These kids, if you think back to Season 1, with Ben with his hand sanitizer and Kenji wanting more hair product. These kids have come a long way, and they're pretty capable at this point. So from everything we've seen, they're able to deal with most everything that's thrown at them. This is the final season, and we're closing this chapter on that. As far as what they would be capable of doing in the future, I don't know. They're pretty capable kids so I think they could at least give it a shot.

We start with the characters every season and every episode when we're breaking things down. It begins with the characters, so at the beginning of a season, we think about where they haven't been taken before and where it would be cool to take them. You know, things start to change and shift once we get going, but it starts with what we want to put these poor kids through and where we want to see them go and above. And then after we get that, then we sort of figure out, okay, well what's the overall plot arc of the season.


We have to have an idea of where we're going if we want to build to that. One of the things I love about doing animation is that it's such a collaborative medium. So we break a story in the writer's room, and then that writer will go write an outline and a draft and bring their own special sauce for that, and then we do it, and the outline is like a blueprint for the script.

Then the script is a blueprint for the animatic. Because then when you get our artists and our directors involved then they'll find moments, or perhaps it would be better if it goes this direction specifically, or we play this different. And then we get into the animation and that team. The more ownership everybody takes over this, the richer it is. So things have changed between episodes more radically, but we need an idea of where we're ending a season so we can see that we're building to the climax of the season.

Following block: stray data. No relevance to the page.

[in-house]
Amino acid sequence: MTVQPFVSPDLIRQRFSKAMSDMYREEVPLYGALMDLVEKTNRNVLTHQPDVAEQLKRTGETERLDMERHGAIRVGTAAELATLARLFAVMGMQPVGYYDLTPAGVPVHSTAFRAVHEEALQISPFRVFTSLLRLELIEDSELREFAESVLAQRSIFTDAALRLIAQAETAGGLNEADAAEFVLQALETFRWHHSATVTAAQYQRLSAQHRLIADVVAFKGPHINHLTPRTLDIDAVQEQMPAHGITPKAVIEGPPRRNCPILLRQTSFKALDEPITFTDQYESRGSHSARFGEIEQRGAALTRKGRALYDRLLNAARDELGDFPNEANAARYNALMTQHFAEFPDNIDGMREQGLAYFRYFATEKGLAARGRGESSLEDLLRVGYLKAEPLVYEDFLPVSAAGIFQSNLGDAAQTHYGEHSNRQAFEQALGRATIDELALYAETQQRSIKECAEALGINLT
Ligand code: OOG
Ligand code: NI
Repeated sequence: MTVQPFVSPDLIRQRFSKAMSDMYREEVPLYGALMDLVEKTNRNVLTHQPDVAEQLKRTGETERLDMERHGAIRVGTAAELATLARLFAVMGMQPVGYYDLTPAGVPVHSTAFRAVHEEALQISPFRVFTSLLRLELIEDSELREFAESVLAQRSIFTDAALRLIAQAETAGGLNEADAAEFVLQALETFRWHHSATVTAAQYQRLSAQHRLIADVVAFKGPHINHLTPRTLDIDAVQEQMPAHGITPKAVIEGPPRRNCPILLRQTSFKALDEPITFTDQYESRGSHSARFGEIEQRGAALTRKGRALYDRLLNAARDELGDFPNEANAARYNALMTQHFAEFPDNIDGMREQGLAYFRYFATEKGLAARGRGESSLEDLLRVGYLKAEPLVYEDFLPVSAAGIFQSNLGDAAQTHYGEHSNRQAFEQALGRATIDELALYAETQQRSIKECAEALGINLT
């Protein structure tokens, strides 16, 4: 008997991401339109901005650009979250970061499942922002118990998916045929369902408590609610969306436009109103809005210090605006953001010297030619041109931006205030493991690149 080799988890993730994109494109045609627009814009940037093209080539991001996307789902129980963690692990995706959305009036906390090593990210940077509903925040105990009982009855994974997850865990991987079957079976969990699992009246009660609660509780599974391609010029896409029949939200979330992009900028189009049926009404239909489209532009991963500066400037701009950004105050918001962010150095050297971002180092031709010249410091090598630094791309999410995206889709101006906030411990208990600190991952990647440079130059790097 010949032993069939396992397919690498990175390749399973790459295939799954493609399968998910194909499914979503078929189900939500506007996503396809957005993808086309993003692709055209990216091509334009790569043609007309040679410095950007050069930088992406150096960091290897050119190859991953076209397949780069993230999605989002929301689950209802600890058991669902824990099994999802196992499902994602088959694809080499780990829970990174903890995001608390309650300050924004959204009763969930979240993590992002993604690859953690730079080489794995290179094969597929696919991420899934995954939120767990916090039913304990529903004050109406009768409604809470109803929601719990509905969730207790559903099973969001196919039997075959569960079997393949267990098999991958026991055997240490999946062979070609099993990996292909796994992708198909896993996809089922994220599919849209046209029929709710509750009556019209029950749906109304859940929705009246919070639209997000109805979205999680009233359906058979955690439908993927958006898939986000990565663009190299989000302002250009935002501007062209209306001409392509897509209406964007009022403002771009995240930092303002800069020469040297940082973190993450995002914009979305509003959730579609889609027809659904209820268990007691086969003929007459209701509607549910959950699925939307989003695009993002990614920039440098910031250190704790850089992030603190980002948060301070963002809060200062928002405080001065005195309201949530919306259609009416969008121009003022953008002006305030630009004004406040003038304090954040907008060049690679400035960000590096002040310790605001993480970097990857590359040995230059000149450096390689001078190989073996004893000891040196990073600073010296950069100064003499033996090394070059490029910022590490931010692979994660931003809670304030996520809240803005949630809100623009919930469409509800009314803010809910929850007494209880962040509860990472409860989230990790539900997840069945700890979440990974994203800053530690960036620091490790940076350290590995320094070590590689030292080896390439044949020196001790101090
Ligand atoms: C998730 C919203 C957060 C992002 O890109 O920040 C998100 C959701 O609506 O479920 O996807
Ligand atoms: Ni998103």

I will say when I first started this show, like so many little boys, the T-Rex was the beginning and the end for me. But then once we had gotten going, having seen her hatch and growing up, Bumpy is a special dinosaur to me. Seeing her grow up, Bumpy, it's hard not to focus on her because I feel like we know her the best and she's sort of our seventh camper.

And thanks to everyone for watching. Thanks for embracing the show. The people who are watching the show are a part of the show as much as those who make it, so thanks for watching and enjoying it.

What do you guys think of these comments from Showrunner and Executive Producer Scott Kreamer? Do you think you'll be tuning in tomorrow for some dino action?

Regardless of your take, be sure to leave your thoughts in the comments. And don't forget to check out the full video interview below.


This episode features the hilarious and outrageously talented Scott Kreamer. Though Scott has been on the show once before, we got him back for the project he is promoting now - Season 5 of Jurassic World: Camp Cretaceous.

Kreamer is always an excellent guest, so we chatted about his love for Jurassic Park and Michael Crighton's initial novel. We speak about the diversity in the show with characters like Kenji, Sammy, and Darius and why it's so important for the audience to be able to see some of themselves in the human characters despite the thrilling dinosaurs.

Scott speaks about the children have grown over five seasons and what could potentially be in line for their future, even if it's something after the final season. He mentions that this chapter is closing on them, but their capability has grown a lot through the show.

Jurassic World: Camp Cretaceous Season 5 hits Netflix tomorrow, July 21st.